Britain's exit from the EU could send shock waves across the global economy and threaten more than a trillion dollars in investment and trade with the United States, a leading American newspaper reported today.
Britain’s exit from the EU could send shock waves across the global economy and threaten more than a trillion dollars in investment and trade with the United States, a leading American newspaper reported today.
The dangers of a British exit from the political and economic alliance that has united Europe for the past four decades carries hefty consequences for American businesses, which employ more than a million people in Britain, the Washington Post reported.
The United States is the largest single investor in Britain, and many firms consider it the gateway to free trade with the 28 nations that make up the European Union.
A Brexit would jeopardise their access to those markets, potentially reducing revenue and forcing some firms to consider relocating their European operations elsewhere. That has put corporate America onto the front lines of the campaign to keep the union together, with several of Wall Street’s biggest names donating substantial sums to the effort.
A Brexit would be “bad for the U.K., it would be bad for Europe, it would be bad for the world, including the United States,” Angel Gurria, secretary general of the Organization for Economic Cooperation and Development, said.
“You already have enough uncertainty in the world today. We don’t need more,” the paper quoted Gurria as saying.
The International Monetary Fund on Friday issued one of the most dire forecasts to date, calling the impact of Britain’s departure from the EU “negative and substantial.”
The fund predicted that a Brexit could reduce economic growth by up to 5.6 per cent over the next three years in its worst-case scenario.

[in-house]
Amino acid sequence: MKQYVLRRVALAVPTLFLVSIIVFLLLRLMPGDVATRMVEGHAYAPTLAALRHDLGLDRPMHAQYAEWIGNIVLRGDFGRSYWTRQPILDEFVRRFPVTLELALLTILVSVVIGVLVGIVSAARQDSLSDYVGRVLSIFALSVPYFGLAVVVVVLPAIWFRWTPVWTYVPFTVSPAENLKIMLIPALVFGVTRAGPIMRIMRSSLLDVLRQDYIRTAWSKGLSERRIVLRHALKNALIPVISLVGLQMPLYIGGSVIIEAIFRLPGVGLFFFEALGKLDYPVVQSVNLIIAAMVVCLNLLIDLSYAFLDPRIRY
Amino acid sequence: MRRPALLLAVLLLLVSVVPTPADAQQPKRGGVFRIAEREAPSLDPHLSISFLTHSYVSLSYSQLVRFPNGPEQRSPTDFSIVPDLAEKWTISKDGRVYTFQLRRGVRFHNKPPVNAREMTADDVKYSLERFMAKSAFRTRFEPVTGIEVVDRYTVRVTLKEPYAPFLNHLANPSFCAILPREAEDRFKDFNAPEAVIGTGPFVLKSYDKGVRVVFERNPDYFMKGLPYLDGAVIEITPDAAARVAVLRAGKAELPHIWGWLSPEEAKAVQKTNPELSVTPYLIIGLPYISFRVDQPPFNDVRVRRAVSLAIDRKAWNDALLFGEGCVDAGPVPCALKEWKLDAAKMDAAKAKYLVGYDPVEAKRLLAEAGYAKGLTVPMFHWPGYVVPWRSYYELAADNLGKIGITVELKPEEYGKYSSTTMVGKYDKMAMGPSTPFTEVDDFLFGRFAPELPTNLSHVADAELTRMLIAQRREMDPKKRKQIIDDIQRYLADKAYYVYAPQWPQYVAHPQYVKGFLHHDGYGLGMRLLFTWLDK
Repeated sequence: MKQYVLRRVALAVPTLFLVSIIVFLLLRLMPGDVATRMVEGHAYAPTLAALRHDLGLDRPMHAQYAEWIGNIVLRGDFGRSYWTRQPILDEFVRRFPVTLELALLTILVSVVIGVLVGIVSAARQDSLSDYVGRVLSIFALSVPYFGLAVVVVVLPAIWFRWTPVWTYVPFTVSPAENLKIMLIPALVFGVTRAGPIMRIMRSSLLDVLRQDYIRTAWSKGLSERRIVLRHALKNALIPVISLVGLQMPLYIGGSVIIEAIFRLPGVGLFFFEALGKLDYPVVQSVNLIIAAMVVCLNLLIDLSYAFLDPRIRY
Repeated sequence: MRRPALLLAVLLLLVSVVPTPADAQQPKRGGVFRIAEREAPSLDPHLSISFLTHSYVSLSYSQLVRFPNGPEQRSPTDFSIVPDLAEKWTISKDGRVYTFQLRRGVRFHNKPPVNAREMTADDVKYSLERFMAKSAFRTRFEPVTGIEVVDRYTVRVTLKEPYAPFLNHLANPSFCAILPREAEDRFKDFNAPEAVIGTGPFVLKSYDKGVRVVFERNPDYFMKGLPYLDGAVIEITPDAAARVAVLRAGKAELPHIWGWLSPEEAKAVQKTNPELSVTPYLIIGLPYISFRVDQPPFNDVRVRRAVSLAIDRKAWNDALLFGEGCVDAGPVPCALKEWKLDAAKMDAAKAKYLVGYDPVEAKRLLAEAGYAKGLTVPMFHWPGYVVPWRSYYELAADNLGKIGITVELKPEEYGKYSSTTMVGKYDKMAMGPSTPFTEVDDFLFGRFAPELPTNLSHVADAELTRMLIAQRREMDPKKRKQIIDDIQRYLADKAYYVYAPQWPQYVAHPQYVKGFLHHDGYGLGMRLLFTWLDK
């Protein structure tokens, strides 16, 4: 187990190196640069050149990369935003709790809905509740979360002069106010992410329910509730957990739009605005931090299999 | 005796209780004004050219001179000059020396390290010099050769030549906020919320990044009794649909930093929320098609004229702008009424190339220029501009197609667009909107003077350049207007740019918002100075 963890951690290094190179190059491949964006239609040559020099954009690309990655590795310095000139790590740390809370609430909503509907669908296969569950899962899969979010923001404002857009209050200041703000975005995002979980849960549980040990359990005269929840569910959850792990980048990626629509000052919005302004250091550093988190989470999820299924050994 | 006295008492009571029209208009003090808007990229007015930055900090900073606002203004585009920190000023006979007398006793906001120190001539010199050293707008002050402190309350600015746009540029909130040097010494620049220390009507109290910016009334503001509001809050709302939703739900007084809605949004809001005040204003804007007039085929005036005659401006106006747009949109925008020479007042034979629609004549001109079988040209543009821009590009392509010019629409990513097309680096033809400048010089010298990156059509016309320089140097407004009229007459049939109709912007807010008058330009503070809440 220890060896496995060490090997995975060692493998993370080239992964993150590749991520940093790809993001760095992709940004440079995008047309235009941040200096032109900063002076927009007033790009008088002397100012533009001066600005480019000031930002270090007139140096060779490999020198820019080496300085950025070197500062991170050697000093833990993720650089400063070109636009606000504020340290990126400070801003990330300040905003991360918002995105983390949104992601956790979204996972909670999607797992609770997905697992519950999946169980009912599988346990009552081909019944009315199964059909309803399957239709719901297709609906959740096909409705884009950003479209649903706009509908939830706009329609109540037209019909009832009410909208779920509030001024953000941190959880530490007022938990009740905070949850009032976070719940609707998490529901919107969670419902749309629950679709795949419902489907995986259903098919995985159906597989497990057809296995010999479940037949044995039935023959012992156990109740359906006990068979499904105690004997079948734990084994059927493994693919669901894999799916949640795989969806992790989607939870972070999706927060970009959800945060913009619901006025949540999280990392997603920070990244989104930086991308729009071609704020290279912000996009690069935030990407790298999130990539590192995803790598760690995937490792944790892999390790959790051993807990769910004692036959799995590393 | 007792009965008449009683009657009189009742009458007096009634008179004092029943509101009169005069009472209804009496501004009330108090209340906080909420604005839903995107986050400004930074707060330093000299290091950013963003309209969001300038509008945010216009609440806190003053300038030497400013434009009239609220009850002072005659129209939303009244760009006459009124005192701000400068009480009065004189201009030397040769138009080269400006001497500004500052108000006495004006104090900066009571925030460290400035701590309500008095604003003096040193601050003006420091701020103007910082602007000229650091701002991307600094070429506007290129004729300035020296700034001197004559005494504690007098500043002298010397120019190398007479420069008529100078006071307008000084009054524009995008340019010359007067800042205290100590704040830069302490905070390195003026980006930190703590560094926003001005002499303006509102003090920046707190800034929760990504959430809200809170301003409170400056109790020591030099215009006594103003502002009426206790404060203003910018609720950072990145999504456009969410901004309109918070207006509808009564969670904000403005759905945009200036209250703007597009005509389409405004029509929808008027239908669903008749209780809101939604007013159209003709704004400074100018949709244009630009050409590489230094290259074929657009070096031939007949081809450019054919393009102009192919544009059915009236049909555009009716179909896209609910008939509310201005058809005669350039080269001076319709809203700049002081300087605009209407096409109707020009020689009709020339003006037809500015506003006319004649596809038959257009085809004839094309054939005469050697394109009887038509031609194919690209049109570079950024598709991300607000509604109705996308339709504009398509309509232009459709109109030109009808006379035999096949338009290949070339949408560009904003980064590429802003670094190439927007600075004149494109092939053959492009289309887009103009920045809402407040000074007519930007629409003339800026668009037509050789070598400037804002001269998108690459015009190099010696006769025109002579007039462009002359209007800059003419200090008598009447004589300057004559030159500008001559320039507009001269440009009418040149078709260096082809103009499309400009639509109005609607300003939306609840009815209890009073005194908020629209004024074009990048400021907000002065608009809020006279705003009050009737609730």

Those concerns were echoed by policymakers around the world last week.
In Washington, Federal Reserve Board Chair Janet Yellen said the threat of a Brexit factored into its decision to remain cautious and keep its benchmark interest rate unchanged last week.
While financial markets would bear the brunt of the immediate impact of a Brexit, the referendum raises deeper questions for businesses on both sides of the Atlantic.
If Britain votes to leave, it would spend at least two years working out the terms of its departure, with all signs pointing to an acrimonious negotiation. Britain would also need to procure trade agreements with countries around the world, including the US, a process that could take years. Businesses say the protracted debate would leave them stuck in limbo, the report said.
The US exported USD 56 billion worth of goods to Britain last year, but that number is dwarfed by the USD 588 billion in US investment there, in sectors ranging from banking to manufacturing to real estate.
Likewise, Britain has plowed nearly half a trillion dollars into the US and employs more than a million workers here. Those deep ties mean that trouble on one side of the Atlantic easily can migrate to the other shore.